Story of My Life

This essay by Galen Strawson grabs me for a few reasons. One, the cover pic is a Paul Klee face, which I always confuse with a Picasso face, and my mom had a print of it for years. Not in her last house though ~ so I have to wonder what happened to it. Not that I would have wanted it, but when I see the Klee face, mom-memories rush in.

Two, Strawson starts off by quoting awesome philosophers, like Velleman, a moral relativist. Strawson shows how many rigorous thinkers believe we write our lives into a story and become a character in our narrative. He says there’s a wide consensus that we create our life-story, living it while writing it.

But then he calls bullshit on that idea. He agrees that there are Narrativists among us [looking at my blogfans] but asserts that this state of being is far from universal. Strawson claims that many of us are fundamentally non-Narrative ~ our lives are a disordered pile of fragments that cannot be put into a coherent storyline.

He presents it as a dichotomy, but while reading the various quotes I couldn’t help but think… could a person be both? Maybe I’m a Narrativist and my story, such as it is, is composed of a jumbled mess that doesn’t actually hang together in a structured arc, but even so it is a story and I’m writing it while becoming it. I don’t see why that couldn’t be a third possibility.

And to go along with that, what about a sub-possibility that I’m an unreliable narrator of my life-story? That strikes me as not only cool, but very true for me personally. This may seem initially the same as being a non-Narrativist, but it isn’t at all. I’m absolutely writing the story and continually becoming the protag, shedding skin after skin to be more me, yet there isn’t really a me because some of the jumbled fragments I chose to include are false.

When I hold up a fragment to the light, I often wonder if it will mirror what I have been assuming. I think I know things. I must know what happened in my own life, at least some of the time. RIGHT? Yes, of course. Of course some pieces are 100% correct. But perhaps not that many, or there is no way of ascertaining. If I think about that, the story begins to fall apart. Sometimes it shapes itself into a different story, which necessarily changes the composition and direction of the protagonist.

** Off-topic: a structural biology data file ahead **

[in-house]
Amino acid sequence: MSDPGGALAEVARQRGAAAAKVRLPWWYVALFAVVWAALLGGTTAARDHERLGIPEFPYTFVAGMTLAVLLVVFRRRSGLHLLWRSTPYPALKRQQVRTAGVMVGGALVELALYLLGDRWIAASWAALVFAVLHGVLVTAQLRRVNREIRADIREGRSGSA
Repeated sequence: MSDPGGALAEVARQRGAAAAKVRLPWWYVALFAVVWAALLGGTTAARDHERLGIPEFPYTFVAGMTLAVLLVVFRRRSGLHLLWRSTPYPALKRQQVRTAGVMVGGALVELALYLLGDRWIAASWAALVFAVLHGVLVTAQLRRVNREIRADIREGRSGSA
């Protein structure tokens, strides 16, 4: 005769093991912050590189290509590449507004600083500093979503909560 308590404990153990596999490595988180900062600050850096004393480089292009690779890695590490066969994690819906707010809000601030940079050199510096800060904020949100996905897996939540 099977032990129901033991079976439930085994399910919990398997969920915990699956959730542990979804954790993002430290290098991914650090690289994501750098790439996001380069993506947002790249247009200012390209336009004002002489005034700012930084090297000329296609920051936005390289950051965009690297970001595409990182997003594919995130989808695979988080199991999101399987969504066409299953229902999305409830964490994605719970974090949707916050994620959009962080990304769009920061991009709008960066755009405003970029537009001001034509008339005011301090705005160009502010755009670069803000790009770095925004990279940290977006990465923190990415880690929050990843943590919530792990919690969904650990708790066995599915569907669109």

It’s probably best not to think about this at all, now that I think about it. If I look into the me-abyss, idk what I’ll find, or if it’ll be different tomorrow. It should be the same every time, dammit. But it’s not. There’s no there there.

Interesting that I find this essay when I’m talking about not writing and also that my romance writing adventure had to do with my own failed attempt to write my own romance and make myself into a more idealized heroine. When I stopped writing my real story, I lost interest in writing the fictional ones as well. Now I play with fragments and put them into pomes, rather than try to make any sort of coherent plotline.

My story’s a poem
Sometimes it may rhyme
Or else it just roams
It’s a jumble of fragments
And does not have an arc
It stumbles and bruises
Itself in the dark
Some pieces are real
Some pieces are lies
I know not which is which
And my eyes have grown tired
Goodnight

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4 responses to “Story of My Life

  1. Very interesting! I’m definitely a Narrativist. Often I look at this crazy life and say I always wanted to live a novel. And it’s true. I crave novelty and adventure to go along with the comforting predictable sameness. Why, I dunno. Maybe when I was a kid I decided I was bored and boring and I’ve been the protagonist in a never-ending quest to fix that ever since.

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    • I haven’t given it much thought. It’s always been natural to try to organize my experiences into a storyline that hopefully leads somewhere… it’s only very recently I’ve realized that (1) some of the elements I’ve included aren’t true, and (2) it’s actually possible if not likely to go nowhere with the story.

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  2. Valid ideas, though I don’t think this is any way to divide people into categories, like left-brained people vs right-brained people. There are simply different ways to think about ourselves and our lives, different reasons to do so, and everything differing from one moment to the next. If you did everything with an eye toward furthering some sort of underlying narrative, like your life was a novel, it would probably drive you nuts after a short time. On the other hand, if you never thought about your past, and if somehow you managed to truly carry out every thought and action independently of everything you ever thought, or did, or were, that would be kind of psychotic.
    I agree–we would be both, if forced to define ourselves within these narrow definitions. More like, yeah big deal what’s your point?

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  3. Oh, play with it. I’ve lived fragments of several novels and they’ve all been fun. One was actually a film. (It was called “The American Woman”; my Brit Ex was really more excited by the cachet of boinking an AMERICAN WOMAN than he ever was in love with me, and the Novelist In My Head grokked this and scripted scenes from the film at 40,000 feet, preparing me to scarper and orchestrate a self-respecting exit scene when it became apparent one was necessary.) Life is Story.

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